In this new era of social distancing, my training tips will focus on activities you can do at home with your dog to exercise them, both mentally and physically, otherwise known in the force-free dog training community as “canine enrichment.” In fact, I am challenging you to do some sort of enrichment activity with your dog each day and share that with the Mod.Dog Community on Facebook.
Challenge 1: Train for Meals
True confession time: I don’t train my dogs nearly as much as I should. But, I do feed them…every day…twice a day. Dog’s gotta eat, right? That’s why we find it so effective for reward based training, it’s what’s known as a “primary reinforcer.” But the point of this post isn’t to get all science-y on you, it’s to help you think more creatively about feeding, training, and enriching your dog during this time of limited contact and movement in time and space.
If you have a dog who loves to gobble his food, then HOORAY. Instead of dumping his kibble in a bowl and watching him scarf it down in 2 minutes flat, portion out some of it and play some training games! Millie happens to be one of these dogs, so why not have a little fun? This video explains:
If you’re on the other side of the spectrum and have a dog that is free-fed and not “interested” in his food…well, stop free-feeding. You may find that turning mealtimes into fun and fast-paced games may change your dog’s attitude, or you might consider switching up his diet to something more interesting. Either way, keep your dog guessing by throwing a few extra yummlies like bits of cheese, hot dog, bacon, etc. in to keep him guessing and motivated to earn.
Furthermore, if you’ve got a dog who is highly ball/toy motivated, then you don’t have to play this game with food at all. Have him earn a throw by performing a behavior or trick. Simple!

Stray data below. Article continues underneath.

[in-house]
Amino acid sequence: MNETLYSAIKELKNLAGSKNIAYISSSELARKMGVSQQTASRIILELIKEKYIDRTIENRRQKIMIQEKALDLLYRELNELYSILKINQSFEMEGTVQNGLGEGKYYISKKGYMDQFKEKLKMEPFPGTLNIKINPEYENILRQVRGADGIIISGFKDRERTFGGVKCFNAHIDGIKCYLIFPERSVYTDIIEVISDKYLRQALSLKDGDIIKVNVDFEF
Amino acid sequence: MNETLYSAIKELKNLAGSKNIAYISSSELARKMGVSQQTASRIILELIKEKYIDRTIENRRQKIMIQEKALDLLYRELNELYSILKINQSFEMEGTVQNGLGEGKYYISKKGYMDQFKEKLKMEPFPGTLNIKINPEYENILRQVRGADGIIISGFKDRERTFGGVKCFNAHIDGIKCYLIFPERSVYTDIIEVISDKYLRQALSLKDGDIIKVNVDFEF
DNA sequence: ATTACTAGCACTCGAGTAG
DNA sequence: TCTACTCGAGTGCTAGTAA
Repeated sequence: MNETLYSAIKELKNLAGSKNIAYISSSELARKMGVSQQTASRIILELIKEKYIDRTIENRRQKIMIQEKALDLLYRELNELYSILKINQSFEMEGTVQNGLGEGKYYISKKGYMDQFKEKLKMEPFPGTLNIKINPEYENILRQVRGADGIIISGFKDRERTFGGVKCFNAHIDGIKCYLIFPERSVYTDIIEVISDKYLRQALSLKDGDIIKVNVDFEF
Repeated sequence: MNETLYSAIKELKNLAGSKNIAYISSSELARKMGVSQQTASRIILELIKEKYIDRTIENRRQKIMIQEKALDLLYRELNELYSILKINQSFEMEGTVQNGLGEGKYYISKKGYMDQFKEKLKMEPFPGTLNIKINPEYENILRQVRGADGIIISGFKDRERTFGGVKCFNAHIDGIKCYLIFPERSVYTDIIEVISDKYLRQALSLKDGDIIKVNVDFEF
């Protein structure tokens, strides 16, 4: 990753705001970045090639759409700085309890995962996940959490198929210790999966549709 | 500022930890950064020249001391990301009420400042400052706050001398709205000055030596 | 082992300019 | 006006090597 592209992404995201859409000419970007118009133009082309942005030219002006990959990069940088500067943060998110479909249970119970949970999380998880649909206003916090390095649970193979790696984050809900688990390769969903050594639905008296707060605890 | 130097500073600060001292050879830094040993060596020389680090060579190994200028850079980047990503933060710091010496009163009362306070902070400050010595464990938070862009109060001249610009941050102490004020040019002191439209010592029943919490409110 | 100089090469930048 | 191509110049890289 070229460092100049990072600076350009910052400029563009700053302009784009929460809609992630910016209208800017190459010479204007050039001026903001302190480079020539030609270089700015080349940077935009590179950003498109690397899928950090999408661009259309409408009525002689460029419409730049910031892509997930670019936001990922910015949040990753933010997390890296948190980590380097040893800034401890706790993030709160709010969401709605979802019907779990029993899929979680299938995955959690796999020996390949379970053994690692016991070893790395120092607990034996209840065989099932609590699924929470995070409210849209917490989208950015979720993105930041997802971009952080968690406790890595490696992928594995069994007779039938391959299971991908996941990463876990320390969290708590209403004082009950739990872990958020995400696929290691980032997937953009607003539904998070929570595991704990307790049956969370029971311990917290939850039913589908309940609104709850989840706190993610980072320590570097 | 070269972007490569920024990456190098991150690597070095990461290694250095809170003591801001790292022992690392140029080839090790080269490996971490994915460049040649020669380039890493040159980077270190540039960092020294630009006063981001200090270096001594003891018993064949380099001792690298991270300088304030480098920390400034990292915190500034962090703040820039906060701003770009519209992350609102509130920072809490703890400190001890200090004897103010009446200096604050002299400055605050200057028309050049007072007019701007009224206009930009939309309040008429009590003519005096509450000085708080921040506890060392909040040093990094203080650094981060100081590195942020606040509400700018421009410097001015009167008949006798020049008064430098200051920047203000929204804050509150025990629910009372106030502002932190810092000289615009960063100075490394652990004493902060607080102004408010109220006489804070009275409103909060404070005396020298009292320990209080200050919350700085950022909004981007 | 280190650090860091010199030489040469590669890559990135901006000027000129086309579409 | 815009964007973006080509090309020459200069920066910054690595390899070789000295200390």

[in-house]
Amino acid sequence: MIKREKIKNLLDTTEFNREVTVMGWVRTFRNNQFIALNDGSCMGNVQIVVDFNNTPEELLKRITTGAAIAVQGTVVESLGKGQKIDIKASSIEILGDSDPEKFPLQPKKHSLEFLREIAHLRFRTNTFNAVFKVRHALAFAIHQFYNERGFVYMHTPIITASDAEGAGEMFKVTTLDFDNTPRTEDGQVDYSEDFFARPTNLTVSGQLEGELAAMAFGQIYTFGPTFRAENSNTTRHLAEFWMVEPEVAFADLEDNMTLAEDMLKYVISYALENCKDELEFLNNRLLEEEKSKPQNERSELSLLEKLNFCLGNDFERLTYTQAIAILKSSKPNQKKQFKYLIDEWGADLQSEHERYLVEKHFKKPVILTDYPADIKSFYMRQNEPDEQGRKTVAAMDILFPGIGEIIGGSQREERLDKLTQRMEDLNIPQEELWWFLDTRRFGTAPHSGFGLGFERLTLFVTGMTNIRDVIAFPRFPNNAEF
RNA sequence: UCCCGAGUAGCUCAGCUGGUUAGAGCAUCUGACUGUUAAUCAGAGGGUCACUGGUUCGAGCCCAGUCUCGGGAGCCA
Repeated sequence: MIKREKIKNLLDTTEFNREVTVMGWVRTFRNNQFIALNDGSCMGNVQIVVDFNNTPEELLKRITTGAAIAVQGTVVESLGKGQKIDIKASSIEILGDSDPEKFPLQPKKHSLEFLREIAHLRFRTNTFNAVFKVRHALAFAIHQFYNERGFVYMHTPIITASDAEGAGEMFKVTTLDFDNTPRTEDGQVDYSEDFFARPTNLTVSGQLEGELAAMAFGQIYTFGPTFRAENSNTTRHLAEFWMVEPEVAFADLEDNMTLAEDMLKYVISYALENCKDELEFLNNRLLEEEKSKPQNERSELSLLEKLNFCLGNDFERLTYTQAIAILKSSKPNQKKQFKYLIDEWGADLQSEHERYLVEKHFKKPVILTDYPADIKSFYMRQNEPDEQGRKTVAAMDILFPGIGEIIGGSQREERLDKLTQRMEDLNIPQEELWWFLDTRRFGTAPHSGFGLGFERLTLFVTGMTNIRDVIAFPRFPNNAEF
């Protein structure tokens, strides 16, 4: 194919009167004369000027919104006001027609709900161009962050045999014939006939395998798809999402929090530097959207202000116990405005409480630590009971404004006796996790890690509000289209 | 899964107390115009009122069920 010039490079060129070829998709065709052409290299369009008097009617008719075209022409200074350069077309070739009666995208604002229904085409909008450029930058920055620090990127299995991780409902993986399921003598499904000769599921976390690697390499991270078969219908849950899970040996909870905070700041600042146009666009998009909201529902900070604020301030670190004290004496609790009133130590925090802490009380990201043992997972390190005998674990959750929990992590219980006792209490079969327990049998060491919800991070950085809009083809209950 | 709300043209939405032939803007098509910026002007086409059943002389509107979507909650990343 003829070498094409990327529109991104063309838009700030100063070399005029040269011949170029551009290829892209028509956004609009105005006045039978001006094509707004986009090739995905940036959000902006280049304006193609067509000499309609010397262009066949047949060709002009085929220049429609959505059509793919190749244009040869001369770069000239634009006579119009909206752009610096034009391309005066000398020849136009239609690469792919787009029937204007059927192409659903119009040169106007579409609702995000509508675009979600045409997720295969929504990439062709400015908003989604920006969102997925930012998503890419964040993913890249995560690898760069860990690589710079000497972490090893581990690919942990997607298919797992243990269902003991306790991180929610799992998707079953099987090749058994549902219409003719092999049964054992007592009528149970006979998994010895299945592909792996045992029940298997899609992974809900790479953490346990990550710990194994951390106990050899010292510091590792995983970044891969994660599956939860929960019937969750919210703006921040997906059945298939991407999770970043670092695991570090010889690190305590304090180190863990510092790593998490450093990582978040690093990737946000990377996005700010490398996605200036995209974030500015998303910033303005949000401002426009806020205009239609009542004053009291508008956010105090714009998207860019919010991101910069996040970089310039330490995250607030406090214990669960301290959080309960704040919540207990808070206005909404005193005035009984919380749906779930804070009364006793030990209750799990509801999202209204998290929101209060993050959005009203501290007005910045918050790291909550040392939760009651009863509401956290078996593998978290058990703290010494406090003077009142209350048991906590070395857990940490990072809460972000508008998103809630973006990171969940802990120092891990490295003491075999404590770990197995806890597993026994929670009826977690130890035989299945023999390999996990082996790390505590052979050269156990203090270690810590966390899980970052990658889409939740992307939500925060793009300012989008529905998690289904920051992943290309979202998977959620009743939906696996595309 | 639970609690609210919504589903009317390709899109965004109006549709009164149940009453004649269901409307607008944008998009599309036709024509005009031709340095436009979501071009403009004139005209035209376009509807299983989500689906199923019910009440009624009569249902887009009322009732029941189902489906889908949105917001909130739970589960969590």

Here, I’ve taken her repertoire of known behaviors and tricks and made them into a game of “earn the kibble.” Keep in mind, this is not a training technique video; I’m not teaching her any new behaviors here. These are all things she knows, some very well, like “touch” and some not so well, like “spin,” so please don’t get hung up on my training technique (or lack thereof). This is just a game to get her moving and to engage her brain. She performs a skill or trick, I mark it with a click or a yes, and throw the kibble to 1) reward her, and 2) reset the game. This is what we call a “twofer” in training. Technically it should be a threefer, because of the added health benefit for her: running for the reward.
The benefits of this game are enormous. Here are just a few that I can think of:
1) Mental Stimulation: Which trick are you going to ask me to do next, mom???
2) Physical Exercise: I’ve got to run over there to get my reward, then run back to you to perform my next skill? Game on!
3) Reinforcing known behaviors and training new ones: This is a combo of asking Millie to do things she knows how to do really well, like touch-target, as well as newer tricks, like high-five (she literally just learned that yesterday).
If your dog doesn’t seem motivated by this game, here’s some troubleshooting tips:
- Dog wanders off: Make sure to practice in a low-distraction, small(ish) area at first, expand the area and distractions as your dog learns the game.
- Pick up the pace! The biggest issue with keeping dogs motivated is that humans are just plain slow. Try to speed up repetitions and go as fast as you can to keep your dog engaged.
- Use happy talk to get your dog excited! Speak in a high, happy tone and give your do lots of praise and positive feedback for a job well done.
- Signal the start/end of the game with verbal cues like “Ready!” to start and “All Done!” to end.